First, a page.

Counting macros, aka macronutrients, is very popular on social media and I’ve been seeing more and more people taking an interest in doing this. As a dietitian, I feel ambivalent about this. People want to learn more about what they are putting into their bodies. They are paying close attention to portion sizes and the nutrient content of foods. However, they may not be paying close attention to nutrient timing and digestibility of foods, and this could be a game-ender if you’re an athlete. I’ll talk more about why this is true.
Before we get into nutrient timing and digestibility, here is a brief summary of counting macros for those not familiar with it.
What is counting macros? Tailoring your diet to meet protein, carbohydrate and fat gram goals.
How do you do it? Meal plan in advance to ensure you are meeting these goals OR track your food intake throughout the day to ensure that you meet your goals. Time consuming, right?!?!
How do you figure out your macro goals? You could find 100 answers for this on the internet, but which one is right? As a Certified Specialist in Sports Dietetics, I base my recommendations on science. Percentages are meaningless! Macronutrient goals should not be determined by a percentage. These goals will be different for every person based on their exercise training regimen, performance, and body composition goals. We start with calculating protein goals, which can range from 1-2 grams of protein/kg body weight/day. Then carbohydrate goals, which can range from 2-10 grams of carbohydrate/kg body weight/day. These are huge ranges because an Olympic Nordic skier will have very different goals than a bodybuilder, and different goals than an overweight individual who just started exercising to lose weight. Once protein and carb goals are calculated, we figure out calorie goals, tweak protein and carb goals if necessary and the remainder becomes the fat goal.
So why is it not all about macros? Here are 10 reasons to support that nutrient timing and food choice is just as important (if not more important) than counting your macros:
1) Carbohydrate intake during exercise needs to be consumed in the right amount, at the right time to properly fuel high intensity, long-duration exercise. In general, for most types of exercise, carbs need to be quick to breakdown to they don’t upset the stomach and they can provide immediate fuel. Carbohydrates higher in fructose may cause more GI upset. General recommendations for carb intake during exercise range from 30-60 grams per hour. However, long endurance events, especially when performed at high intensity can require up to 90 grams of carbs per hour. Training the stomach to tolerate such an amount is beyond the scope of this article, but will be addressed in a future article.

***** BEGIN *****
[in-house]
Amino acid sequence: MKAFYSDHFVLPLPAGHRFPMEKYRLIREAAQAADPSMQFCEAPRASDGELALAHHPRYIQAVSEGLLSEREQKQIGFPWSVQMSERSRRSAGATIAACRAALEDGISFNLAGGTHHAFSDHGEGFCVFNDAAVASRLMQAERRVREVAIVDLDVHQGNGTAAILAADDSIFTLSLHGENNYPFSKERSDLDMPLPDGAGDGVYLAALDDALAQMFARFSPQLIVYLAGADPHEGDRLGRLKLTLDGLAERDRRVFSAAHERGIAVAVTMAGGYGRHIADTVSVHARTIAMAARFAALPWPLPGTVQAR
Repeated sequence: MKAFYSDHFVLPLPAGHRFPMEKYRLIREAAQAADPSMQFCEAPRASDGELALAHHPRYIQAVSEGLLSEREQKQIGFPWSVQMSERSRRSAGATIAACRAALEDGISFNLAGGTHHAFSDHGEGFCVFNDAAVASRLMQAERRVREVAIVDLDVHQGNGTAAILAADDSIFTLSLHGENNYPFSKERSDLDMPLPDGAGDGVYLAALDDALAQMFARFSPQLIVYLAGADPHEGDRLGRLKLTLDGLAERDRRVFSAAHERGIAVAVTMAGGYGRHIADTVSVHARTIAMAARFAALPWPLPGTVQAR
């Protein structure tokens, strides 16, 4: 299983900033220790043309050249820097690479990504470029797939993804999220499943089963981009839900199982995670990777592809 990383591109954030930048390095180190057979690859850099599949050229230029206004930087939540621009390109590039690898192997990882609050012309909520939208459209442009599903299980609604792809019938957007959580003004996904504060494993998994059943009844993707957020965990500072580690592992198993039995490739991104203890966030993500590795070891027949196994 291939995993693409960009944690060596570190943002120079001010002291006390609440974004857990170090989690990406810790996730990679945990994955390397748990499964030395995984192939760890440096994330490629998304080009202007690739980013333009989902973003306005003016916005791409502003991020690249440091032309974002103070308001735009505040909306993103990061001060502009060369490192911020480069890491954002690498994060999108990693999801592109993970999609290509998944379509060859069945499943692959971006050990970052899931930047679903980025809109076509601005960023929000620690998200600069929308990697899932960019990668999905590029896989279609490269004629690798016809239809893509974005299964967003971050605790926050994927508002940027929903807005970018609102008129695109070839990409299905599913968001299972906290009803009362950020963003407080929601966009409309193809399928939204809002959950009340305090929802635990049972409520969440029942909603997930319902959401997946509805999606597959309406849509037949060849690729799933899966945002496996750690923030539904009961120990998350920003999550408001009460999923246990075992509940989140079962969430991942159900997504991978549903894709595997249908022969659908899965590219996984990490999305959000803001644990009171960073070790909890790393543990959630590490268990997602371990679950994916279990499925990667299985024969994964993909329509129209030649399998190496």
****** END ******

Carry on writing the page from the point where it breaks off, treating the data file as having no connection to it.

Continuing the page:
2) Meals within ~2 hours of the start of exercise should be low enough in fat and fiber, as to not delay stomach emptying. No one wants to feel food in their stomach or feelings of reflux during exercise.
3) Some people may need to avoid high glycemic carbohydrates within 30-60 minutes of the start of exercise to avoid hypoglycemia during the beginning exercise
4) Low glycemic carbohydrates are a great choice for ~3 hours before the start of exercise, as these provide a slower release of glucose into your blood.
5) The correct amount of protein intake before and after exercise can help reduce muscle breakdown and increase muscle synthesis. About 0.25-0.4 g protein/kg body weight at each meal is likely to give you the best results with building muscle.
6) Starting low to moderate intensity cardio exercise in a fasted state may be beneficial, depending on your fitness and body composition goals. Those looking to lose fat, or wanting to enhance fat oxidation may benefit from this.
7) Carbohydrates that are high in FODMAPs may cause more GI upset in certain individuals. FODMAP stands for Fermentable, Oligosaccharides, Disaccharides, Monosaccharides, and Polyols. Visit this website for more information on FODMAPS, https://www.monashfodmap.com/about-fodmap-and-ibs/
8) Fluid intake is an extremely important factor for athletes. Starting a workout in a dehydrated state will increase your heart rate, reduce plasma volume, and reduce aerobic endurance. Therefore, staying on top of your hydration status is key. Many athletes need to measure their sweat rate to determine how to properly hydrate during exercise. Visit this website for an easy to use sweat rate calculator, https://data.gssiweb.com/fluidLoss
9) Does it matter if your protein comes from animal or plant-based sources? Animal protein foods have a slightly higher leucine content, which is important for muscle protein synthesis. Therefore, if you follow a strictly plant-based diet and are looking to build muscle, your protein requirements will likely be higher than your animal-eating counterpart.
10) Vegetables and legumes are an important part of the diet for many reasons. However, an athlete may have a hard time figuring out when to consume these foods, as they are high in fiber and could cause stomach upset during exercise if consumed too close to commencement. They are also very filling and some athletes have a hard time fitting in all of the protein and carbohydrate foods that they need for training, so vegetables can fall by the wayside. Time your intake of these nourishing foods far away from exercise. For example, if you exercise from 3-6 PM, consume these high fiber foods for your evening meal after training, at breakfast, or for a mid-AM snack.
The right combination of meeting your protein and carbohydrate goals, appropriate nutrient timing, and consideration of the gastrointestinal implications of various food choices are all part of the formula for proper fueling of athletes. Stay tuned for more sport nutrition tips and comment below with topics that you would like to learn more about.